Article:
[Assam] About 'A Bowstring Winter'
assamrs at gmail.com
Thu Aug 31 13:09:07 EDT 2006
Baruah is right. Yes, there have been a number of such publications from
Assamese authors (in English). It shouldn't be difficult to get a list.
'Escapades of a Magistrate' does bring back fond memories - we did have a
short discussion on the book in Assamnet several years ago.
*>English novel been published by any National/International publishers like
Why Penguin? In today's world, a book published in India (in English) itself
has a huge market - plus it could get translated into all other regional
languages. Not that getting it published internationally is bad - but in
the US there are many lousy books also published by Penguin or Little
Books get published more often than not on expected sales volume as opposed
to literary content. So, books like the 'Escapades of a Magistrate' would
still be of great value whether or not Penguin publishes it.
On 8/31/06, Rajiv Baruah <rajiv.baruah at usa.net> wrote:
> Dear Mr. Barua,
> *"Was there any other Assamese writer whose original English novel been
> published by any National/International publishers like Penguin etc. "
> Well there is Mitra Phukan - her Collector's Wife is possbily the first of
> the "post Salman Rushdie"" generation. Ofcourse, there are a number older
> Assamese writers in English - Arup Kumar Dutta's magnificient children's
> books being the most memorable. And I remember Satyen Barkataki's "Escapades
> of a Magistrate" and a book of folk tales in my father's bookshelf. Attached
> below is a profile of Mitra Phukan written by Utpal Borpujari in the Deccan
> Herald. A google search under Mitra Phukan will turn up dozens of
> references, book reviews etc.
> *Stories to be told from North East * *Utpal Borpujari interviews Mitra
> Phukan, author of 'The collector's wife,' who believes that regional works
> can become known universally, by English translations. *
> The collector's wife, the first novel to roll out under the
> Zubaan-Penguin label after the recent tie-up between the two publishing
> houses, is an important book. It is the first English novel written by a
> writer from North-East India to be published by a major publishing house. It
> deals with the subject - the effect of continuing violence on the day to day
> life of people. And, it opens up for the so-called 'mainstream' Indian book
> lover a hitherto unknown world of original writing in English from a region
> which has excellent literary traditions.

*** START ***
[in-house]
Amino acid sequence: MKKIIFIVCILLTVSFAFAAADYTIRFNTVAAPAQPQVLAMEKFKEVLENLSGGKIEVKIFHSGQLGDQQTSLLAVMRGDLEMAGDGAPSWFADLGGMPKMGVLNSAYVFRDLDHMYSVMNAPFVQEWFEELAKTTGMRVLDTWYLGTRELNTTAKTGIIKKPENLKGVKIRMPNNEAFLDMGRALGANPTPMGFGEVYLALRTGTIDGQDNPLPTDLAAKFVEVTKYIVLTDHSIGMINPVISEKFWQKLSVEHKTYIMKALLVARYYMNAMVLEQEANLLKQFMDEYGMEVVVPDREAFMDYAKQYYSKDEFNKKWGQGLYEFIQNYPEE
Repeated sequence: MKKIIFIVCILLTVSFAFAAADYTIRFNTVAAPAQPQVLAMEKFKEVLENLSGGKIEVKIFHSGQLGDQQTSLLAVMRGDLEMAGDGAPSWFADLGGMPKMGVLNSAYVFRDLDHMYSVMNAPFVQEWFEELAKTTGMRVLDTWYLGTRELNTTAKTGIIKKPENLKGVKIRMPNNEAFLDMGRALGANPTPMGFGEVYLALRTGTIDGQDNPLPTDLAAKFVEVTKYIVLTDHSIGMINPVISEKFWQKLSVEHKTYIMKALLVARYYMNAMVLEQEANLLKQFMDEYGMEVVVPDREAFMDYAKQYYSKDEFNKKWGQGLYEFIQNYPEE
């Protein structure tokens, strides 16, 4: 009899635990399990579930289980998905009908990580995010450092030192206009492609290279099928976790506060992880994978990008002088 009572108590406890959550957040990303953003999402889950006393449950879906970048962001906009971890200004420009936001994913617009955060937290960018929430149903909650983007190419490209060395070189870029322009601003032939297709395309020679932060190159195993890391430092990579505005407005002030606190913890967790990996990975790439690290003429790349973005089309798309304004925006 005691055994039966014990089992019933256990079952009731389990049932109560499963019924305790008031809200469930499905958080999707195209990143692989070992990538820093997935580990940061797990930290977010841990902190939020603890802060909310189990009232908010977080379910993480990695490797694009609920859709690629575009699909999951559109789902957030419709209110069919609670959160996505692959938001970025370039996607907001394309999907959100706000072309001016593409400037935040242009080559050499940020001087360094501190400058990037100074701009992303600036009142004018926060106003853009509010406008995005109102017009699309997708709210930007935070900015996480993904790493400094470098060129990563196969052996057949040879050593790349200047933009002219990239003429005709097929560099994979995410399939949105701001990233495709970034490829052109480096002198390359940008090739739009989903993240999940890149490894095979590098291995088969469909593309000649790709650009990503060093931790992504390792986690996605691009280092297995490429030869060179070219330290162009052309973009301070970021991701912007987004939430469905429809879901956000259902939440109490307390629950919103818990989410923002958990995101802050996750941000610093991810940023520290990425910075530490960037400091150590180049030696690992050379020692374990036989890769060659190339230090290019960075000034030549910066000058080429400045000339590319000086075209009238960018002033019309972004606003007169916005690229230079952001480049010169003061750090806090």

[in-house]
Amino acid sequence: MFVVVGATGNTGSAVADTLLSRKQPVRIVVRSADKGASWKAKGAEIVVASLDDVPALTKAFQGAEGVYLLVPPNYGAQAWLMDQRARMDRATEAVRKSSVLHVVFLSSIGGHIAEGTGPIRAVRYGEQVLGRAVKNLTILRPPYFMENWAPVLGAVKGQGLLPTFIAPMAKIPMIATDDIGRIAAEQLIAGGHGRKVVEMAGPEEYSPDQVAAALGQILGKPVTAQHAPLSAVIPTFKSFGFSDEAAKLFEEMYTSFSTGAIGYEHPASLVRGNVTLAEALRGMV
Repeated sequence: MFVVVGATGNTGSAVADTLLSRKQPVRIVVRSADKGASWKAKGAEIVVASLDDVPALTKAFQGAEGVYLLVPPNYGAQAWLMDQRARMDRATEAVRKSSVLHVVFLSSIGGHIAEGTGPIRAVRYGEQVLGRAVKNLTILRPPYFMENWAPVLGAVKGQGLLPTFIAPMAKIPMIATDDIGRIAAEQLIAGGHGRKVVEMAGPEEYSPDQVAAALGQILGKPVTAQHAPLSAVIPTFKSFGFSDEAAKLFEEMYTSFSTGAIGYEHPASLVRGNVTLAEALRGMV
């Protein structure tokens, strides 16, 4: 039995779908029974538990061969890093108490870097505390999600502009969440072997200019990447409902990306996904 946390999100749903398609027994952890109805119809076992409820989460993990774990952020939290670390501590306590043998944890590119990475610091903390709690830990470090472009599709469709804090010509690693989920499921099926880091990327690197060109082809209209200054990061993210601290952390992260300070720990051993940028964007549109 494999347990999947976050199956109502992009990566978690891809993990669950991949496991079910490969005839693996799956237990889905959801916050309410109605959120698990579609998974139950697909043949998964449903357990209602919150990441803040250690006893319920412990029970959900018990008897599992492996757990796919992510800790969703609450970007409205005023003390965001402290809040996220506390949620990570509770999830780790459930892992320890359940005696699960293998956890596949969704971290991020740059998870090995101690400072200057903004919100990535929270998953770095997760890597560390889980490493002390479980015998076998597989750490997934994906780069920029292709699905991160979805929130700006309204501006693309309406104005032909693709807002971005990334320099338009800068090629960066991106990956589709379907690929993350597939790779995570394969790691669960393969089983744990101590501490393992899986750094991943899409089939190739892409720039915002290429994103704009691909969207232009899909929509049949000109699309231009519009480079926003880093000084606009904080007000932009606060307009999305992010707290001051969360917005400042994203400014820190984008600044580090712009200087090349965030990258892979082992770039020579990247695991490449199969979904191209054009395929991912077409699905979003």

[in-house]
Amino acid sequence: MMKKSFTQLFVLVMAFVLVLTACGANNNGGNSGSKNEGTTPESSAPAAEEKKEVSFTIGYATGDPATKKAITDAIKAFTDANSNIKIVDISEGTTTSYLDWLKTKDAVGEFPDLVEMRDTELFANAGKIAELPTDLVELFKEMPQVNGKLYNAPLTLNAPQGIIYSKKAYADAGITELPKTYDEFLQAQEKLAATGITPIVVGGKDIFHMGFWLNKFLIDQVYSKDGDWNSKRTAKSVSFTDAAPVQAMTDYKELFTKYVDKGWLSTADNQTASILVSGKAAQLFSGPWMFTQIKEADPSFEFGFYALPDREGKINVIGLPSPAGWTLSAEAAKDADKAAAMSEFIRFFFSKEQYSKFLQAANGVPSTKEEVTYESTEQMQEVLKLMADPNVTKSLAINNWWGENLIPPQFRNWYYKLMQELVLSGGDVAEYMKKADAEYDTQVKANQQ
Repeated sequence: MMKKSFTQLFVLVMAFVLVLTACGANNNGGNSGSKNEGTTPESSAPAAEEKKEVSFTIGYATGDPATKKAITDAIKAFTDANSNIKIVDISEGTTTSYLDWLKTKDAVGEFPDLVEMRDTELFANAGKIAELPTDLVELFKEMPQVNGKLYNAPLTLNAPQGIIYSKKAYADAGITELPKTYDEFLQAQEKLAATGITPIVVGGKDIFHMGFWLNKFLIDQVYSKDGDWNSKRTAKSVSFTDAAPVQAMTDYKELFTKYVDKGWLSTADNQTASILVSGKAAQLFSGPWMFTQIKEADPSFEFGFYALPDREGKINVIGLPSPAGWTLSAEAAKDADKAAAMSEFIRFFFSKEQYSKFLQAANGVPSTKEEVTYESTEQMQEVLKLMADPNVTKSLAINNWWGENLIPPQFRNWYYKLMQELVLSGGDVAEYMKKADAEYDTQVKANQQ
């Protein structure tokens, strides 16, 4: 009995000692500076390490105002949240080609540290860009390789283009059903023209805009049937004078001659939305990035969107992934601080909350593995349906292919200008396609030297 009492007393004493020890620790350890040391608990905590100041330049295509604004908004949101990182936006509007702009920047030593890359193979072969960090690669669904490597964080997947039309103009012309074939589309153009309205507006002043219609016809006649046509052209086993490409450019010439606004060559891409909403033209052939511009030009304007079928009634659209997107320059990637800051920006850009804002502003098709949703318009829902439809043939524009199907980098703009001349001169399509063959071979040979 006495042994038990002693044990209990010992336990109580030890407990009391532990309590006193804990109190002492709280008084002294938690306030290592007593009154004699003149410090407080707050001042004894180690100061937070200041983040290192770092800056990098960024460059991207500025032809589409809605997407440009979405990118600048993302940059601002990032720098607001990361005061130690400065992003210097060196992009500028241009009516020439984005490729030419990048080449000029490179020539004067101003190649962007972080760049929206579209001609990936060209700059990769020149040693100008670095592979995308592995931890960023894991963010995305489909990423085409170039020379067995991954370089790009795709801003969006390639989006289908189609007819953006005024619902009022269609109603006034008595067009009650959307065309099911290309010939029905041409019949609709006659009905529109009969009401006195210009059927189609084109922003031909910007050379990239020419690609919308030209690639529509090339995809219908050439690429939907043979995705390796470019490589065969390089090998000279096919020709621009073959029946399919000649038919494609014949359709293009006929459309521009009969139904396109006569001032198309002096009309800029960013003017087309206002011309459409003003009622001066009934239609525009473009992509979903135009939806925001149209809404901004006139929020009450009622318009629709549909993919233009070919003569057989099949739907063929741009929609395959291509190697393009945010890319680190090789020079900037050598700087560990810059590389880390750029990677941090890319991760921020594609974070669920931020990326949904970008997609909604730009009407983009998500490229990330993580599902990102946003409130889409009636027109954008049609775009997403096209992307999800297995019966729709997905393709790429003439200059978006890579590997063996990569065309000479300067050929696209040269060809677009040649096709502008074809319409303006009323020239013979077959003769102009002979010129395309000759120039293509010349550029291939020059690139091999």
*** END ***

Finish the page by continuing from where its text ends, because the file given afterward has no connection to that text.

> Naturally, the novel's author Mitra Phukan, also a classical singer of
> repute from Assam, is elated. But more than personal elation, it is a sense
> of community achievement that is making her happy- that the publication of
> her original English novel will hopefully start a trend of publishing houses
> looking at more and more English writings from a region where the language
> has firm roots thanks to a long history of excellent Missionary educational
> "I think we are going to see more and more of original English fiction
> writing from the North-East getting published now. Mine is perhaps the first
> original English writing from the region to be published by a prominent
> publishing house," she says.
> "Of course, there have been self publications as well as books from local
> publishing houses in English, but they have suffered from the lack of
> professional editing and distribution facilities. "There are so many stories
> to be told from the North East, so I believe we will see more and more
> original English writing getting published through big publishing houses
> now," she adds.
> Her novel, maybe reflecting her own experiences as a woman from a
> highly-respected family in a trouble-torn region "where you don't know where
> the next bomb will explode," has a female protagonist, the college teacher
> wife of a district collector who has access to "both sides" of the divide-
> the officialdom and the society at large- at the centre stage.
> On the surface, she leads a comfortable life, but there is much inner
> turmoil. And compounding that is the disturbances affecting life all around.
> Set in the backdrop of the epochal students' agitation of the 1970s and
> 1980s and the insurgency spawned from there, the novel is a personal tale of
> a woman gripped by events that has altered life at large in Assam, be it
> illegal migration of Bangladeshis, political instability, extortions and the
> resulting mistrust and bitterness among people.
> "I don't think it is fair to burden the writers with the view that a
> writer must show the society the way. A writer must be realistic and true to
> his vision, whatever that may be, but it is not fair to expect that of all
> the people that make up the society, the writer be called upon to show the
> way forward," she says.
> Phukan is also a strong advocate of getting regional literature translated
> into English and other languages. She herself is deeply involved in trying
> to get writing in various languages from the North-East translated into
> English, perturbed particularly over the fact that though Assam has had a
> strong literary tradition, very few of its writers are known outside the
> ------ Original Message ------
> *Received: *Thu, 31 Aug 2006 11:52:16 AM SGT
> *From: *"Barua25" <barua25 at hotmail.com>
> *To: *"utpal borpujari" <utpalb21 at yahoo.com>, <assam at assamnet.org>
> *Subject: *Re: [Assam] About 'A Bowstring Winter'
> Dear Borpujari;
> Thank you for sharing the information. I am glad to see that you have
> written an article and published it in the Deccan Herald. Congratulations to
> you. We need to expose our creative writers the way you are doing.
> Regarding Dhruba Hazarika's novel, please let me know if there had been
> any serious literary review in a any paper or magazine in Assam. If there
> had been, I am surprised to see that nothing filtered in to the net yet.
> Was there any other Assamese writer whose original English novel been